Friday, September 12, 2014

Harvesting Walnuts

We recently moved to a new house, as mentioned in my last blog entry, and in the backyard is a large black walnut tree.  As a warning, if you have a walnut tree in your yard, don't put anything underneath it because it WILL stain it.  My husband warned me of this, and although we thought the toy was far enough from the tree, as you can see, it clearly wasn't.

Even though the walnut tree has proved to be somewhat of an inconvenience when it comes to the layout of toys in the backyard, I thought I should make the most of the tree, and attempt to harvest some of the nuts.  

Step one of harvesting walnuts is collecting the nuts.  My daughter LOVED this part.  Even if you aren't going to harvest the nuts, just collecting them can be a fun activity.  Most of the walnuts we found were completely enclosed with the green shell, but some were partially exposed.  We weren't 100% sure if those were okay or if they were old, so we trashed most of them just to be safe, but as we get more comfortable with the process, we might start including them in our keep pile.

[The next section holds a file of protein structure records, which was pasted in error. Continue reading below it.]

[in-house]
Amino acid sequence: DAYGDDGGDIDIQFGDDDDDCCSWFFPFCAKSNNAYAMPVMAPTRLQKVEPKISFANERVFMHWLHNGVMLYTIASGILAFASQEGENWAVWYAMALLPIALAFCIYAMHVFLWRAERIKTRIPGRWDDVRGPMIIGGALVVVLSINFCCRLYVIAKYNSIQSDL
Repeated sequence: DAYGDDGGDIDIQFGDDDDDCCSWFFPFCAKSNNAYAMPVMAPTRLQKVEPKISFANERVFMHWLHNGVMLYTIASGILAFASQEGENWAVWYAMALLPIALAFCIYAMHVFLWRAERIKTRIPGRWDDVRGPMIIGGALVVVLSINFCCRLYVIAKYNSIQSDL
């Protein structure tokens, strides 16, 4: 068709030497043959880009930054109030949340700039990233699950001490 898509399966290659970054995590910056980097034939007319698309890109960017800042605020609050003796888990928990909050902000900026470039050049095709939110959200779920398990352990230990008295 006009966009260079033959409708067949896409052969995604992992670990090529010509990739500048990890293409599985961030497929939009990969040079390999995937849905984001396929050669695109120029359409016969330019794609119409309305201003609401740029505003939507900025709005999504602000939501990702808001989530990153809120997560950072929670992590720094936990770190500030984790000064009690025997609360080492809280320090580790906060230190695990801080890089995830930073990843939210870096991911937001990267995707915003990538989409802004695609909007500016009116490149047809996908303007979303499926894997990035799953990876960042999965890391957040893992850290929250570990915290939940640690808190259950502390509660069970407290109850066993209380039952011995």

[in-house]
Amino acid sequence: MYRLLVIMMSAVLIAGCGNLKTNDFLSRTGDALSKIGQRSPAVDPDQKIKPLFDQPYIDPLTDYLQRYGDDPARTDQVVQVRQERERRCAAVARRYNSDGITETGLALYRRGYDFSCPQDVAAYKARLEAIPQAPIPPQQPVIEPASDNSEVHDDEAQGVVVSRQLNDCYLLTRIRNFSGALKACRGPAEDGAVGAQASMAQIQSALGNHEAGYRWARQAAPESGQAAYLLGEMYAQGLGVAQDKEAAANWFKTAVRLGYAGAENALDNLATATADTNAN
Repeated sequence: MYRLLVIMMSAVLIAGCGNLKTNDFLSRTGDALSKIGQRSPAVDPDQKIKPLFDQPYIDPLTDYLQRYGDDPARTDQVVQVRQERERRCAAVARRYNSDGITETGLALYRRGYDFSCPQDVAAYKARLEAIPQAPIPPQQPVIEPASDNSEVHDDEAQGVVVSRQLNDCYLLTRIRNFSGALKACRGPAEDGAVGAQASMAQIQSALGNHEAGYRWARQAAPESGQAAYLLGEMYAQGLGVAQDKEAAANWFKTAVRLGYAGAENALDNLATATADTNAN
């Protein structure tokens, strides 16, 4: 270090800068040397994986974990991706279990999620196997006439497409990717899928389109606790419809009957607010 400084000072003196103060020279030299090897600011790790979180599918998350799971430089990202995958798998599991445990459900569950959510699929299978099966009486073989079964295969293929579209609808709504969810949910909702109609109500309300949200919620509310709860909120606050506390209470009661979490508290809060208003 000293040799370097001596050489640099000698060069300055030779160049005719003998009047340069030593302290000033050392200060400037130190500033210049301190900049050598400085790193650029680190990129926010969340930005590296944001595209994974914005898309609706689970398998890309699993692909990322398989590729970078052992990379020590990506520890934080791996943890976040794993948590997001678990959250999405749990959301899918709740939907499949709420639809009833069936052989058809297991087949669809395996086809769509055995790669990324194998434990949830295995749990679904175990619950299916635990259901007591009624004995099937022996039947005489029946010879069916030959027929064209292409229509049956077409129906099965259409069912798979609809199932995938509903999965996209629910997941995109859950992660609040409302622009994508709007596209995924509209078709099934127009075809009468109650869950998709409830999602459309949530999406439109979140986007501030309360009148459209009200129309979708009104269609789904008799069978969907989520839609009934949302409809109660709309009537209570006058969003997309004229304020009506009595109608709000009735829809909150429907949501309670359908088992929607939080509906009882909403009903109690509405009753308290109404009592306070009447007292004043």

For the next steps, I googled and watched some YouTube videos for tips.  The first couple of videos said to peel the nuts, wash them, and let them dry two weeks out in the sun.  I also asked friends for tips, and they told me there is no need to wash them, just peel them and lay them in the sun for a few days, and then begin to crack them open.  Another person had an even easier approach to just collect the walnuts, leave them in the green peel, and hang them to dry in a cool dry place for two months.  The nice thing with the different techniques is that you can pick the one that works best for your schedule and walnut demand.